North Shomron, Asira Shamaliyya

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Amira Ithiel, Rachel Afek, Rikki Shaked (reporting); Translator:  Charles K.

During the Beach Days we’d been in contact with K., from Asira Shamaliyya, who had organized two groups.  Since then he’s kept in touch and has urged us to visit him.

We’re headed for North Shomron.  The ride to the Deir Sharaf junction was uneventful.  At the junction below Shavei Shomron we came upon a fatal accident in which a car had been crushed beneath the front wheels of a bus (Movilei Hashomron).  The injured had already been evacuated when we arrived, and the many soldiers on site prevented us from continuing toward Sebastya.  A policeman told a soldier that there are many accidents in the Shomron area caused by the drivers, not by the condition of the roads, and pointed to the bus as an example.  We went up to Shavei Shomron, intending to go through the settlement’s rear gate and continue.  At the entrance we discovered the rear gate was closed and there was no passage.  We returned to the junction and after discussion with the soldier and a phone conversation with the area commander they allowed us to continue, warning us of rocks and Molotov cocktails, with great concern for our personal safety.  The commander insisted on giving us his personal phone number so we could contact him if we require rescue.  We continued toward Sebastya.  The lovely, peaceful road, winding up the hills between the villages of a-Naqura, Sebastya, Injisina, to Asira Shamaliyya, the residents waving in greeting as we passed, and the graciousness with which they helped us – were a sharp contrast that demonstrated how ridiculous were the fears, apprehensions and threats expressed by the soldiers at the junction.

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Asira Shamaliyya is surrounded by hills and olive groves covering every inch of the hill and valley.  A lovely, ancient village which the villagers say has existed since the Mameluke period.

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K. is a big man with a big heart, educated, who studied in England, works as liaison with UNRWA in Ramallah dealing with refugee camps.  He was the chef; his wife and children entertained us in the interim.

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From our hosts’ terrace we viewed Nablus to the north, Elon Moreh to the west and Mt. Ebal, which looms over the area and is topped by military installations observing what happens.  To the east is the el-Badhan region, known as a nature recreation area, with parks and streams, where many Palestinian families visit on holidays and vacations.  After a generous welcome at his home our host took us to Wadi Shab’i to see olive trees hundreds of years old (some 2000 years old).  Olive trees began to beplanted here during Roman times, and there are cisterns dating from then.  On our tour of the village we saw the ancient part, buildings from Mameluke times, and visited an ancient residence whose owner, with the help of a foreign foundation, is turning it into a museum where he will display antiquities and recount the area’s history.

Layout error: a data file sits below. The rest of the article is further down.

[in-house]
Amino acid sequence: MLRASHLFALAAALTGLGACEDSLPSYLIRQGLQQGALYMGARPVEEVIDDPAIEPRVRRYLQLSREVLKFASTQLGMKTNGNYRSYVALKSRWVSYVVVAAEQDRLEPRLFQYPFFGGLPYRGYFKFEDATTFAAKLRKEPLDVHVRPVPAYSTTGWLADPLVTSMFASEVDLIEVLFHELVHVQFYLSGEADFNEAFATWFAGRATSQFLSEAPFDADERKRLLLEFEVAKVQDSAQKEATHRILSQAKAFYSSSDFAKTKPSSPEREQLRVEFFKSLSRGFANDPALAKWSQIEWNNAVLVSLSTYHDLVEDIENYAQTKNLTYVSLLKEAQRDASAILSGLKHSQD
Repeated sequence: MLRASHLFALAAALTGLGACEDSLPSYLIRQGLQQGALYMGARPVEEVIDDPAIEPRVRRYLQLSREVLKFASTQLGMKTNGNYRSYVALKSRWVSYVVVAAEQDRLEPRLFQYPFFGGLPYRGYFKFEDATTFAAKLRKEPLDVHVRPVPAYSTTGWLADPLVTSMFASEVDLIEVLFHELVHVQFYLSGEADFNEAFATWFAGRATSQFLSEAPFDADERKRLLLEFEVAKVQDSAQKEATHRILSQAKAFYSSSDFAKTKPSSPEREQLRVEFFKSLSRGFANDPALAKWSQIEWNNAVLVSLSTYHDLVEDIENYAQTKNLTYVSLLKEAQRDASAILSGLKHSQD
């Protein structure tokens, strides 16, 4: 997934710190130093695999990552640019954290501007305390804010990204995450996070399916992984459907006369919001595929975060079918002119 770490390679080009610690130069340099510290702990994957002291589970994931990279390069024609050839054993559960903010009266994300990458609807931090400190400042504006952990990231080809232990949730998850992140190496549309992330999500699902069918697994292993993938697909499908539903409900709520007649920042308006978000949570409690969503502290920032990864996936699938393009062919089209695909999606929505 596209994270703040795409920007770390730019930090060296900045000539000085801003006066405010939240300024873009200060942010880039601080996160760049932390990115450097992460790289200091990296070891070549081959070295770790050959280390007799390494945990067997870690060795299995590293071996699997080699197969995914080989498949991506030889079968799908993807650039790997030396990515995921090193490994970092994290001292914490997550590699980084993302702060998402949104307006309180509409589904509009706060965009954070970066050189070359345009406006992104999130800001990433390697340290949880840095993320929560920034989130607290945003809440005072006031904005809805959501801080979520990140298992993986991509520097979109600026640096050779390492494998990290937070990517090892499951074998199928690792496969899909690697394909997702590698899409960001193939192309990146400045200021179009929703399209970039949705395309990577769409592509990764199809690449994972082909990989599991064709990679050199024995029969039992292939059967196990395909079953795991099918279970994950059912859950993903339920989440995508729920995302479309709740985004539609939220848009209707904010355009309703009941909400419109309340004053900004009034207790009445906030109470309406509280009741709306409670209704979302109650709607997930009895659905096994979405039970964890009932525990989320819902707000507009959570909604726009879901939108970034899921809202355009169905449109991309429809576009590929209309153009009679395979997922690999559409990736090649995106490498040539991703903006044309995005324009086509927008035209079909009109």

Asira Shamaliyya has 14,000 inhabitants.  Many have left since 1967, including five of K.’s brothers, to Jordan, the Gulf states and England, and they’re not permitted to return.  Many residents identify with Hamas, but the Palestinian Authority hasn’t held elections since 2006, while municipal elections are boycotted by Hamas and Islamic Jihad.  Our host believes support for Hamas is due mainly to projects like a chicken farm and small electronic enterprises that Hamas helped to fund, as well as subsidies to people that help them support their families.   Everyone makes their living from farming, especially olives and legumes that grow among the olive trees, as well as from raising sheep.  Every house has a cistern to collect rainwater which is pumped from the roof to the home’s faucets.  But from August until the start of the rainy season they must buy about 3 cubic meters of water every two weeks (for about NIS 80).

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As we drove through the village we met children in the street who remembered us from the Beach Day and extended their hands with a broad smile in memory of the summer.  K. said that women who’d been at the beach knew about our arrival, and told him that had we stayed the night they would have invited us for breakfast.

While there are no settlements in the area, and thus no daily confrontations with settlers, the army makes incursions almost every night, sometimes to show the flag and sometimes to arrest people who are wanted.

Here, too, the apparent pastoral scene conceals daily hardships, difficulties earning a living, and the oppressive military presence.